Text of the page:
The Real Reason Bachelor Contestants Are Encouraged To Drink

It's no secret that alcohol is a major component of The Bachelor. Contestants can be seen with glasses in hand during many a rose ceremony, especially on that fateful first night. For some, a choice in drink unfortunately becomes the central talking point of the season (cue Champagne-Gate with Kelsey and Hannah-Ann from Peter Weber's season.) Regardless, who can blame the contestants for wanting to calm those pre-filming jitters?

According to past Bachelor contestants, however, this isn't the main reason that alcohol is served on set. Several alums have revealed that the producers encourage cast members to drink.

"It's how they get you to be more talkative, more sensitive," season 17 contestant Leslie Hughes explained to The Daily Beast in 2013. "When I came in for the producers' weekend, I remember it was like 12 noon, and they were like, 'You want some champagne, wine?' And I was like, 'It's 12 p.m., noon!' And they're like, 'Welcome to the Bachelor family.'"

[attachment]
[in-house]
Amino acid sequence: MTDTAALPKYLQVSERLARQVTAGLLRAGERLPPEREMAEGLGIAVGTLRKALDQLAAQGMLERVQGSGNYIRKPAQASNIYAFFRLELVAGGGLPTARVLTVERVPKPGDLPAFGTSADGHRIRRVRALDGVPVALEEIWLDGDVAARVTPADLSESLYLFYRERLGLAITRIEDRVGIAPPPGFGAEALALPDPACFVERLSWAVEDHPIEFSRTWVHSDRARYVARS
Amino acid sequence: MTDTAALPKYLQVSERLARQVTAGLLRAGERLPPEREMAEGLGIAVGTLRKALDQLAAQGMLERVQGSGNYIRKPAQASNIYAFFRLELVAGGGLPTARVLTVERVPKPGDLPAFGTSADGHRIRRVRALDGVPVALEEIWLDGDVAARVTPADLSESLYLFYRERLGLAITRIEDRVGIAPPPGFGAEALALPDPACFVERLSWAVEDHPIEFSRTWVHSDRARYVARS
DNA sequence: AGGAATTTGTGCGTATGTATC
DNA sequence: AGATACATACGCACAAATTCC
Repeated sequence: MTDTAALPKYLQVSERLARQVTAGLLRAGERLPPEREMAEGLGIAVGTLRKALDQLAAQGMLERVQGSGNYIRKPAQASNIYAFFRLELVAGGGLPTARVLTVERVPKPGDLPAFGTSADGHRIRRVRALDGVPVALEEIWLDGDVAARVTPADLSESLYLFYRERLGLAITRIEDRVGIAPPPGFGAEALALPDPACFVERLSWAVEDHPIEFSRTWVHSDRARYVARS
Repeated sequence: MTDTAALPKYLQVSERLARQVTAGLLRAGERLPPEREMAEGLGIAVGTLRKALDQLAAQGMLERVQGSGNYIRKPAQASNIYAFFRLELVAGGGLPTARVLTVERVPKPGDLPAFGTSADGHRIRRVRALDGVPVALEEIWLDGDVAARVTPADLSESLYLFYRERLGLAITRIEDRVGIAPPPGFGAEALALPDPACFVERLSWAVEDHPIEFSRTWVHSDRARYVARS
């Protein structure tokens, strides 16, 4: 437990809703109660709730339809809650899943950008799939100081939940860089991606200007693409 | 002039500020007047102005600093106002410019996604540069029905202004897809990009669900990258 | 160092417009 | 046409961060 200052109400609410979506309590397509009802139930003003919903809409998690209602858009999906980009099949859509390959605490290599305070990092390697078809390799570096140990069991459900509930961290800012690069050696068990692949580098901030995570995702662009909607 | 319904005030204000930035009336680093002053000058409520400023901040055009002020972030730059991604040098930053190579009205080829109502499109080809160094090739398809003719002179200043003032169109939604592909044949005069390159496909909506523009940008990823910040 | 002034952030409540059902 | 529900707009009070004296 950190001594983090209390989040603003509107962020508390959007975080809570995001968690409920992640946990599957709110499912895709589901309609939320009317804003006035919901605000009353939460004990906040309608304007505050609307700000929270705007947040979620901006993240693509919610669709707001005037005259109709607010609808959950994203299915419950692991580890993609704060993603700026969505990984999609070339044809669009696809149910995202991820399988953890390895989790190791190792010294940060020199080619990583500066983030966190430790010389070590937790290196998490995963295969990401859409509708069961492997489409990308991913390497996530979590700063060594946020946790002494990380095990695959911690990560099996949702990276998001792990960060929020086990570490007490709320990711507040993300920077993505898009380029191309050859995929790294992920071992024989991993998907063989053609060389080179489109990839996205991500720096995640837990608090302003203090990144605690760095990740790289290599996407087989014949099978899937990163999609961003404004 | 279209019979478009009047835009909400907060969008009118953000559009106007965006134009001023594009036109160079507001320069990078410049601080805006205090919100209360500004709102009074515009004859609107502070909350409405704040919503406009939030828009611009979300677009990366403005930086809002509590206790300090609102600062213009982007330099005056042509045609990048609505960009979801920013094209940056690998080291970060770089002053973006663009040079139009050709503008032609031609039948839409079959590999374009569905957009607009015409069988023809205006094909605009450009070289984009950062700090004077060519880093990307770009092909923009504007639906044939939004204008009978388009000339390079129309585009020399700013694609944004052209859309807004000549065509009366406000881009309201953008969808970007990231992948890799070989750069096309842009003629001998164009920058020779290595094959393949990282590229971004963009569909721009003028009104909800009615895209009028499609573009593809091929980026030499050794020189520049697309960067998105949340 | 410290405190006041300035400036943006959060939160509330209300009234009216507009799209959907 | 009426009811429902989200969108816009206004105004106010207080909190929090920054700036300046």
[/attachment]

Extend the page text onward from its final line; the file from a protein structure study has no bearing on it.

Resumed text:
Some Bachelor contestants believe they were manipulated with alcohol

Unfortunately, a few Bachelor alums did not have good things to say when it came to the drinking culture on set. Season 19 contestant Jordan Branch, for instance, believes that producers manipulated her and other contestants by constantly replenishing their glasses, per Spoon University.

Ali Fedotowsky (pictured above), who was the season 6 Bachelorette, also confirmed that contestants drank a lot during filming. "A lot of people drink," Fedotowsky said in a 2013 interview with A Drink With. "If you're smart you don't drink that much. I was in the middle."

As reported by People, Bachelor producers implemented a drinking rule in 2018 to reduce alcohol-related incidents. The new rule prohibited contestants from consuming more than two drinks per hour.

But does this rule still exist? Bachelor alum Kaitlyn Bristowe questioned whether the limit was in place after watching the first episode of Peter Weber's season, via Delish. Whether the rule still exists or not, one thing is for certain: The showrunners still know how to get dramatic scenes out of the contestants.